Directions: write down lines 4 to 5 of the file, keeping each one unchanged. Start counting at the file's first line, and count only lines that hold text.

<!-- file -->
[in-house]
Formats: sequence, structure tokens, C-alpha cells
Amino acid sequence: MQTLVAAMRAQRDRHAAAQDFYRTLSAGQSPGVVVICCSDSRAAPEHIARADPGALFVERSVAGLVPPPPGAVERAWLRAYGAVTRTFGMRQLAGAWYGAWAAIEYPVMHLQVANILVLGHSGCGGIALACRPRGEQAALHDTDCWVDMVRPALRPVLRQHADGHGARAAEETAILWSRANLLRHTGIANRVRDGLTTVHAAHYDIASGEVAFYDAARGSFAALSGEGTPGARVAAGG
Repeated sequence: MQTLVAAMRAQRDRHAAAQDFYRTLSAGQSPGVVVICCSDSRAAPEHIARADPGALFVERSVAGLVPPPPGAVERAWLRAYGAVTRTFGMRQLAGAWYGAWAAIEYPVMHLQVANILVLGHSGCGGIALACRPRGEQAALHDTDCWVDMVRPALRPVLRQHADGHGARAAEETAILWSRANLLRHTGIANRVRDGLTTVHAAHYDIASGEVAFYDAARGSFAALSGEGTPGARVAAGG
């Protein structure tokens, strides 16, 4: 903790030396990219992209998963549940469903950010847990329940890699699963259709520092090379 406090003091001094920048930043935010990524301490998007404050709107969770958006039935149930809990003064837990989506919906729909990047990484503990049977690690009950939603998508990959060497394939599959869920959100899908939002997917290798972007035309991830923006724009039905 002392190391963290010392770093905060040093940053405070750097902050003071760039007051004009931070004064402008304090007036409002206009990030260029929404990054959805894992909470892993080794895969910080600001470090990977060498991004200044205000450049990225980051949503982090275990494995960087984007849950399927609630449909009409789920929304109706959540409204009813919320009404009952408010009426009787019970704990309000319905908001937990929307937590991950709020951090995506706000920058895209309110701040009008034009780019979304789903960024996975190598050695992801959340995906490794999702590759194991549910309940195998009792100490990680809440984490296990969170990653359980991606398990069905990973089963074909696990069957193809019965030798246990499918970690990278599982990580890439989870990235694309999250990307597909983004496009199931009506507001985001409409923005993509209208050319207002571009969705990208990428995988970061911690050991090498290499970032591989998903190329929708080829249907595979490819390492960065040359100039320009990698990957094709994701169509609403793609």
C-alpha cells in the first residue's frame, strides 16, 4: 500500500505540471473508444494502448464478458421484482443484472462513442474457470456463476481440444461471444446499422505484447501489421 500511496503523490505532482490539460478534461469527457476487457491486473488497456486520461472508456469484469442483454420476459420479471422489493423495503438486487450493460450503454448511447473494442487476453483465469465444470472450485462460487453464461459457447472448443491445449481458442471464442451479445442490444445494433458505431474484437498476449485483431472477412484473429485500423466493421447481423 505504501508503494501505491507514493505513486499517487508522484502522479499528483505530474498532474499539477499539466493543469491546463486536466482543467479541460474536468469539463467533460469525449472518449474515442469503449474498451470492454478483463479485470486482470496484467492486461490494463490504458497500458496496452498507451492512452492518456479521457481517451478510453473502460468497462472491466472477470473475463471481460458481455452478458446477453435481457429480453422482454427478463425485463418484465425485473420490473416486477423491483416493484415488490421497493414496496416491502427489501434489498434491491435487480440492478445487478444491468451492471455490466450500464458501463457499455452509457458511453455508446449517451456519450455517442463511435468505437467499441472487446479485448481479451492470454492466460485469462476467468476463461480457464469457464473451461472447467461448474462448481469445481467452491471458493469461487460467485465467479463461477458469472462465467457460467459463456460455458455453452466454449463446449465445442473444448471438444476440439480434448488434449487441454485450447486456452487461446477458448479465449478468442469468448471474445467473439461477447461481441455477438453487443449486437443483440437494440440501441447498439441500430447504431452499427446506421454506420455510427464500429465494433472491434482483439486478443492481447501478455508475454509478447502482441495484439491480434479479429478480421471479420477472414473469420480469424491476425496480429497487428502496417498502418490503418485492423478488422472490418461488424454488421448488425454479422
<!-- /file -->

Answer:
Repeated sequence: MQTLVAAMRAQRDRHAAAQDFYRTLSAGQSPGVVVICCSDSRAAPEHIARADPGALFVERSVAGLVPPPPGAVERAWLRAYGAVTRTFGMRQLAGAWYGAWAAIEYPVMHLQVANILVLGHSGCGGIALACRPRGEQAALHDTDCWVDMVRPALRPVLRQHADGHGARAAEETAILWSRANLLRHTGIANRVRDGLTTVHAAHYDIASGEVAFYDAARGSFAALSGEGTPGARVAAGG
């Protein structure tokens, strides 16, 4: 903790030396990219992209998963549940469903950010847990329940890699699963259709520092090379 406090003091001094920048930043935010990524301490998007404050709107969770958006039935149930809990003064837990989506919906729909990047990484503990049977690690009950939603998508990959060497394939599959869920959100899908939002997917290798972007035309991830923006724009039905 002392190391963290010392770093905060040093940053405070750097902050003071760039007051004009931070004064402008304090007036409002206009990030260029929404990054959805894992909470892993080794895969910080600001470090990977060498991004200044205000450049990225980051949503982090275990494995960087984007849950399927609630449909009409789920929304109706959540409204009813919320009404009952408010009426009787019970704990309000319905908001937990929307937590991950709020951090995506706000920058895209309110701040009008034009780019979304789903960024996975190598050695992801959340995906490794999702590759194991549910309940195998009792100490990680809440984490296990969170990653359980991606398990069905990973089963074909696990069957193809019965030798246990499918970690990278599982990580890439989870990235694309999250990307597909983004496009199931009506507001985001409409923005993509209208050319207002571009969705990208990428995988970061911690050991090498290499970032591989998903190329929708080829249907595979490819390492960065040359100039320009990698990957094709994701169509609403793609």